"Fool!” he said, at last, "let me go !-Who cares "Believe the very worst you can think,” replied he, for thy worthless life?-who cares if thou live or die? "and you will noi believe bad enough!-You have Live, if thou canst--and be the hate and scorn of neither a guinea, nor a house, nor a friend;--pass but every one else, as much as thou art mine!" a day, and it is a chance that you will not have a brother."

He grasped her by the shoulder, with one hand pushed her from him, and, as she arose from the floor,

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and again pressed to throw her arms around his neck, "You do worse--you do worse by me! A slave in he repulsed her with his arm and hand, with a push- an open market may be bought by a kind master--you or blow-it might be termed either one or the other, - do not give me that chance-you wed me to one violent enough in her weak state, to have again ex- who"tended her on the ground, had not a chair received "Fear him not, nor the worst that he can do, Claher as she fell. He looked at her with ferocity, ra," said her brother. "I know on what terms he grappled a moment in his pocket; then ran to the marries; and being once more your brother, as your window, and throwing the sash violently up, thrust obedience in this matter will make me, he had better himself as far as he could without falling, into the tear his flesh from his bones with his own teeth, than open air. Terrified, and yet her feelings of his un- do thee any displeasure! By Heaven, I hate him so kindness predominating even above her fears, Clara much--for he has outreached me every way--that mecontinued to exclaim,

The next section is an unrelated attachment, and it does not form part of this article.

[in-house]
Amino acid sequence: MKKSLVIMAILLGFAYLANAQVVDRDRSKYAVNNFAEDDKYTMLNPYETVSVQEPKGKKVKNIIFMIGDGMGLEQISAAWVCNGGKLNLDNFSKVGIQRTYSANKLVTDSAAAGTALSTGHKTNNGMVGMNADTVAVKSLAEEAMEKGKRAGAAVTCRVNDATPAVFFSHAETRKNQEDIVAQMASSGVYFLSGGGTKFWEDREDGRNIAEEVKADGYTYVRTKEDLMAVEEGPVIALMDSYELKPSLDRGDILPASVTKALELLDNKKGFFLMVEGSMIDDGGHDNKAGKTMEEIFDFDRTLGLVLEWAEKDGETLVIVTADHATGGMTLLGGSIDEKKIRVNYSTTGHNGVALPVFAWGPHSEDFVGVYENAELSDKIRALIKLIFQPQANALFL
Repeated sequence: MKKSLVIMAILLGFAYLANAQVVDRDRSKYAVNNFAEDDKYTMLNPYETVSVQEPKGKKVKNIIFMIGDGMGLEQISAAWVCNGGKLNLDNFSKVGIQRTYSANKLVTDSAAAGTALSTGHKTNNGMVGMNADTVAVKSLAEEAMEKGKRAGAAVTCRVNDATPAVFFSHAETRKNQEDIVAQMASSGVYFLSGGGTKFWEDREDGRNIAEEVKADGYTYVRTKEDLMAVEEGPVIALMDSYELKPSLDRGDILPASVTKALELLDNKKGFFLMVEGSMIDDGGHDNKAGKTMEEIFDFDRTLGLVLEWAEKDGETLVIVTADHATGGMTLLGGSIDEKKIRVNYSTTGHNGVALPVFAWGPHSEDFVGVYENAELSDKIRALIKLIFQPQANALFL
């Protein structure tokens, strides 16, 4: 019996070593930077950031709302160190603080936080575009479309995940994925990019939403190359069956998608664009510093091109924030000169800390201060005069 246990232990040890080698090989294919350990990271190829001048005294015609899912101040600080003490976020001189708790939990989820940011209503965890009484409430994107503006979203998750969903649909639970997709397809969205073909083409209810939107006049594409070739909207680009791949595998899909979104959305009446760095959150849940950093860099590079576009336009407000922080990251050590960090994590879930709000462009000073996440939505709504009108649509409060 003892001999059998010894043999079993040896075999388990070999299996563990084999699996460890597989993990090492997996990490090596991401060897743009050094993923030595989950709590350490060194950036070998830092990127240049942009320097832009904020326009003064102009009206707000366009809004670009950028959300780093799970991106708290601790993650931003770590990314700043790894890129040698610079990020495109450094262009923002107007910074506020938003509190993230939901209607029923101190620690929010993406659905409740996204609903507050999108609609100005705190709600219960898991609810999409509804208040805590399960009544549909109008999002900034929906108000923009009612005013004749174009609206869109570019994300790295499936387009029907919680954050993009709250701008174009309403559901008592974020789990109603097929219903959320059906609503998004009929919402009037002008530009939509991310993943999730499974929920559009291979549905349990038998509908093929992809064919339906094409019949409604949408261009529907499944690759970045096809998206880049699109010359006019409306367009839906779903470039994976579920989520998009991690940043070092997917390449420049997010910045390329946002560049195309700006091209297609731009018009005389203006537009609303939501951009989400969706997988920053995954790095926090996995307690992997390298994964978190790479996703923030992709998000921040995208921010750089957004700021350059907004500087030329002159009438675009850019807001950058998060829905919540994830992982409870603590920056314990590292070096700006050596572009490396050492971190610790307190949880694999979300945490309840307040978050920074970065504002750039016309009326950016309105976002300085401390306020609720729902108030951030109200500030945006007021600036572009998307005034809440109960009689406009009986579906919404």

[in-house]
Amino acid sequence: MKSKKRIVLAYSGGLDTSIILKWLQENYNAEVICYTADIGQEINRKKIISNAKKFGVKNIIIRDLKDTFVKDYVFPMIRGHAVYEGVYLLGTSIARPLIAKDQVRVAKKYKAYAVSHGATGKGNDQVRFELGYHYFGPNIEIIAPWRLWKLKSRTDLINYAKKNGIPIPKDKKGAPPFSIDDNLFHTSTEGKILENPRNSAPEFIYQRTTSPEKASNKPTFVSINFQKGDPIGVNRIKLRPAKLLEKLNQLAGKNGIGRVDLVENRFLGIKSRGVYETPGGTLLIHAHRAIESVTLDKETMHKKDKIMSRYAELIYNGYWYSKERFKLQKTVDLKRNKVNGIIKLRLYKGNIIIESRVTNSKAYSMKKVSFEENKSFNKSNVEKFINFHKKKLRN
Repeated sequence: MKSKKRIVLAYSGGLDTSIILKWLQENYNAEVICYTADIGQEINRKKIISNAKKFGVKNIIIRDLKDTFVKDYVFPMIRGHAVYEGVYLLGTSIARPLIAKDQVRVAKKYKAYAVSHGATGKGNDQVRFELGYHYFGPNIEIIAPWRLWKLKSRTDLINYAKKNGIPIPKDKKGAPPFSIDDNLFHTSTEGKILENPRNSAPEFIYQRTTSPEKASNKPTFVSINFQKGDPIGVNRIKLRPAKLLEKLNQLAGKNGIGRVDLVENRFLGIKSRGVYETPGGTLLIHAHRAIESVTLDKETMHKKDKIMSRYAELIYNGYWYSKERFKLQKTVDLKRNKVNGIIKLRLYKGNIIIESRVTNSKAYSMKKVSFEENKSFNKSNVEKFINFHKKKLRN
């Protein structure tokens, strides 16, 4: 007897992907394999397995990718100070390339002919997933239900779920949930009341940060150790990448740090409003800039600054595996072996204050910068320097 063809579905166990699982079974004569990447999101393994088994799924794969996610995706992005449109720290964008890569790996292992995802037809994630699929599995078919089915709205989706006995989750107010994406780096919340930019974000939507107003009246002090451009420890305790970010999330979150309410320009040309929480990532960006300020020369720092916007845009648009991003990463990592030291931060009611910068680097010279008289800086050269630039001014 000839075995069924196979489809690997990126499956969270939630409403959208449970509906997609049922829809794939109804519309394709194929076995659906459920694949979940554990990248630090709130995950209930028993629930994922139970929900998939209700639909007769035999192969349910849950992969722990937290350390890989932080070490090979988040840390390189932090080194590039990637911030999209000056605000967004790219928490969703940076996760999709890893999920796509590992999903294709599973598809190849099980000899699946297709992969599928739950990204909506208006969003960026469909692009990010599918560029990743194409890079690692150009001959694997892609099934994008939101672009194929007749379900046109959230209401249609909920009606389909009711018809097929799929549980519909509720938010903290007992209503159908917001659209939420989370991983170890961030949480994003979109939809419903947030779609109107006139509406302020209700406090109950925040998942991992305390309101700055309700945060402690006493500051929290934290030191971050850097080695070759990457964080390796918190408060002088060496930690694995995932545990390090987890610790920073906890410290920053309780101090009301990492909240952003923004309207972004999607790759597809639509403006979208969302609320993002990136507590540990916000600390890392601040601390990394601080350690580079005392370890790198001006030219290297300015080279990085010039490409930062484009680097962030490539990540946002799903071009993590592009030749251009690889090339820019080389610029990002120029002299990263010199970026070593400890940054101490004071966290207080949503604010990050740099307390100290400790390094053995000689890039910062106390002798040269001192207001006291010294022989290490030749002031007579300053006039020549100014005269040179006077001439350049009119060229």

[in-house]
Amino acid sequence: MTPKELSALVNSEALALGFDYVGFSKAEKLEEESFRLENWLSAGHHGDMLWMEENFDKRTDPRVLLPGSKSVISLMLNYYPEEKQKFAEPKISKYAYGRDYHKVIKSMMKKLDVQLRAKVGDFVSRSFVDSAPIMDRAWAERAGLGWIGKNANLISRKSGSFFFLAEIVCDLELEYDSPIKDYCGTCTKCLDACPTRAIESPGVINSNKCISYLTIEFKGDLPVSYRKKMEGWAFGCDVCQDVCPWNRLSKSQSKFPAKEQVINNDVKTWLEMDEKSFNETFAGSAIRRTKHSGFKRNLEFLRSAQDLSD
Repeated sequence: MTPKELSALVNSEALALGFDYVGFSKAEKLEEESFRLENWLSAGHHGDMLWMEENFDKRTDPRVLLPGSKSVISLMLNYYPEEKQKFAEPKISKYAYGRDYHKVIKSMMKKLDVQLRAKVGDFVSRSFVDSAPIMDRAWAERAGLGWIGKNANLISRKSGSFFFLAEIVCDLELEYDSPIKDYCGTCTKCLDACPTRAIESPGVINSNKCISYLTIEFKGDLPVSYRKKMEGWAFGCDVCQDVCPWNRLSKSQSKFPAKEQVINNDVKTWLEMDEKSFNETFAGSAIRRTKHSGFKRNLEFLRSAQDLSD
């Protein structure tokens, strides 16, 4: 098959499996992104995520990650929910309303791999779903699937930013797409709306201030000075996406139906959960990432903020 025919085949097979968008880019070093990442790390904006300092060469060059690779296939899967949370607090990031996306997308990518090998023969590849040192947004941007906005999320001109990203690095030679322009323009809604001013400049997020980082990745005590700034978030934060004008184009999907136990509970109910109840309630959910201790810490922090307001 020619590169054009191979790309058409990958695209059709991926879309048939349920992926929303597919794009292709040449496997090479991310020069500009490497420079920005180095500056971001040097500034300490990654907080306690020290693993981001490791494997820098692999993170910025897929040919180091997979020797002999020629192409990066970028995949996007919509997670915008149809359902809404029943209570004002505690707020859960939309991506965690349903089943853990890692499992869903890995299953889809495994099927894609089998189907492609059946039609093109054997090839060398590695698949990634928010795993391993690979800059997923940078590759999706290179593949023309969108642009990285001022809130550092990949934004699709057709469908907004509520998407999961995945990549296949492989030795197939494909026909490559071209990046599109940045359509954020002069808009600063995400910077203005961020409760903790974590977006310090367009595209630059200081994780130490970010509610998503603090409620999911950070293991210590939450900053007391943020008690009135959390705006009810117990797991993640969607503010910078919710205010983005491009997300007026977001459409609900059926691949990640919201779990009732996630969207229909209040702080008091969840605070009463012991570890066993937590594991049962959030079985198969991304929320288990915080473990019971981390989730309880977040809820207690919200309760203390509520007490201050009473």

thinks it is some consolation that he will not receive "Oh, brother, say you did not mean this !-Oh, say in thee the excellent creature I thought thee!- Fallen you did not mean to strike me!-Oh, whatever I have as thou art, thou art still too good for him." deserved, be not you the executioner! It is not manly- Encouraged by the more gentle and almost affecit is not natural-there are but two of us in the world!" tionate tone in which her brother spoke, Clara could

He returned no answer; and, observing that he not help saying, although almost in a whisper, "I continued to stretch himself from the window, which trust it will not be so- I trust he will consider his own was in the second story of the building, and over-condition, honour, and happiness, better than to share looked the court, a new cause of apprehension mingled, it with me." in some measure, with her personal fears. Timidly, 'Let him utter such a scruple if he dares," said and with streaming eyes and uplifted hands, she ap- Mowbray-"But he dares not hesitate-he knows that proached her angry brother, and fearfully, yet firmly, the instant he recedes from addressing you, he signs seized the skirt of his coat, as if anxious to preserve his own death-warrant or mine, or perhaps that of him from the effects of that despair, which so lately both; and his views, too, are of a kind that will not seemed turned against her, and now against himself. be relinquished on a point of scrupulous delicacy